NEW YORK (AFP) - The city of New York and federal prosecutors announced a deal on Monday promising sweeping reforms to end decades of violence against inmates, including teenagers, at the notorious Rikers Island jail.
The agreement is the result of lengthy negotiations after a federal investigation uncovered a "pervasive and deep-seated culture of violence" at what is one of the largest municipal jails in the US.
Among the specific reforms listed in the 67-page agreement are body cameras to be worn by guards and the installation of nearly 8,000 new surveillance cameras by July 2017.
Earlier this month, a current and two former corrections officers at Rikers Island were charged over the beating to death in 2012 of an inmate with kidney disease.
Days earlier, a 22-year-old New Yorker, Kalief Browder, held for nearly three years as a teenager without trial and who later inspired reform efforts, committed suicide.
"Today, we have reached a groundbreaking agreement in principle with city officials, subject to ultimate approval by the court," said US Attorney for Manhattan Preet Bharara.
The agreement appoints a federal monitor to oversee the jail in an overhaul that officials hope will set a benchmark for prison reform throughout the United States.
The US prison population has quadrupled since 1980 to more than two million people, according to Amnesty International.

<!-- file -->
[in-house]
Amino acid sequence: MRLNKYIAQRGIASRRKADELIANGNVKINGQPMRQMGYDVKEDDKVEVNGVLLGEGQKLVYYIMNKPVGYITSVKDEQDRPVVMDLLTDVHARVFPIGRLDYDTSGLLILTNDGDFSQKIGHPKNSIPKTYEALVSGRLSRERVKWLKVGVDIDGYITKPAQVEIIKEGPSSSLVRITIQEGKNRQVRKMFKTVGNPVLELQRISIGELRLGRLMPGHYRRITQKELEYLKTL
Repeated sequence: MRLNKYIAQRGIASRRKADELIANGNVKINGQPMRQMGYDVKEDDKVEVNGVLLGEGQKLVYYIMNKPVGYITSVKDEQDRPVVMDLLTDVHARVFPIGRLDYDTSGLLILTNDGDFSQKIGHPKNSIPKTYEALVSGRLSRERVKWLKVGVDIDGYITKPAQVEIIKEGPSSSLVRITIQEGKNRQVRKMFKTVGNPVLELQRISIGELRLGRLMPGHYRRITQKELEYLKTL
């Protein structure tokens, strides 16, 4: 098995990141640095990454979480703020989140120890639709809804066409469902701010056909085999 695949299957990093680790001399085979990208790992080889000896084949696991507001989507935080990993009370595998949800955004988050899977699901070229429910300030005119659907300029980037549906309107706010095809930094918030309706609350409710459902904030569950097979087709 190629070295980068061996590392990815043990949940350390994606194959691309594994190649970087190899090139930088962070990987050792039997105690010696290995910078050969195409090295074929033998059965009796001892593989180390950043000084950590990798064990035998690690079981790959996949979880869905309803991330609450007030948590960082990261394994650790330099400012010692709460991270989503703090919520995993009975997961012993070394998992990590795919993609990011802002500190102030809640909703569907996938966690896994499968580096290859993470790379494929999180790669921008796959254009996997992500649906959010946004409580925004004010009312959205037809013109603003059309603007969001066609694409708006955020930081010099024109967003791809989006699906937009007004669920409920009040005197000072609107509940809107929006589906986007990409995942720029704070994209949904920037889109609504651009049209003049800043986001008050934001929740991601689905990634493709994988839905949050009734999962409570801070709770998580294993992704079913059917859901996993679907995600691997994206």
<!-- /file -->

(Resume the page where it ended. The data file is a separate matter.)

The country accounts for five per cent of the world's population but is responsible for nearly 22 per cent of the world's prison population, the rights group said.
The agreement says the reforms are "intended to dismantle the decades-long culture of violence."
Officers will be prohibited from using certain categories of force, and strict penalties, including dismissal, will be introduced for those engaged in "excessive or unnecessary" force, it said.
Changes will be made to the way incidents are reported in order to make the process quicker and more transparent, and guards will be allowed to report on each other anonymously.
Recruitment practices will also be tightened, and background checks made to screen for possible gang affiliations and relationships with current inmates.
The deal also promised enhanced screening of supervisors and staff in special areas, such as in the mental health unit, as well as sweeping improvements to current training programs.
The city has already undertaken reforms on its own initiative on the treatment of teenage inmates.
Monday's deal said special care would be taken of the youngest inmates and prohibited solitary confinement for those under 18 and 18-year-olds suffering from serious mental illness.
Evening, weekend and summer activities would be increased "to minimise idleness and the potential for inmate-on-inmate violence."
The agreement also called for an alternative site - not on Rikers Island - to be found for inmates aged under 18 and more readily accessible by public transport to make family visits easier.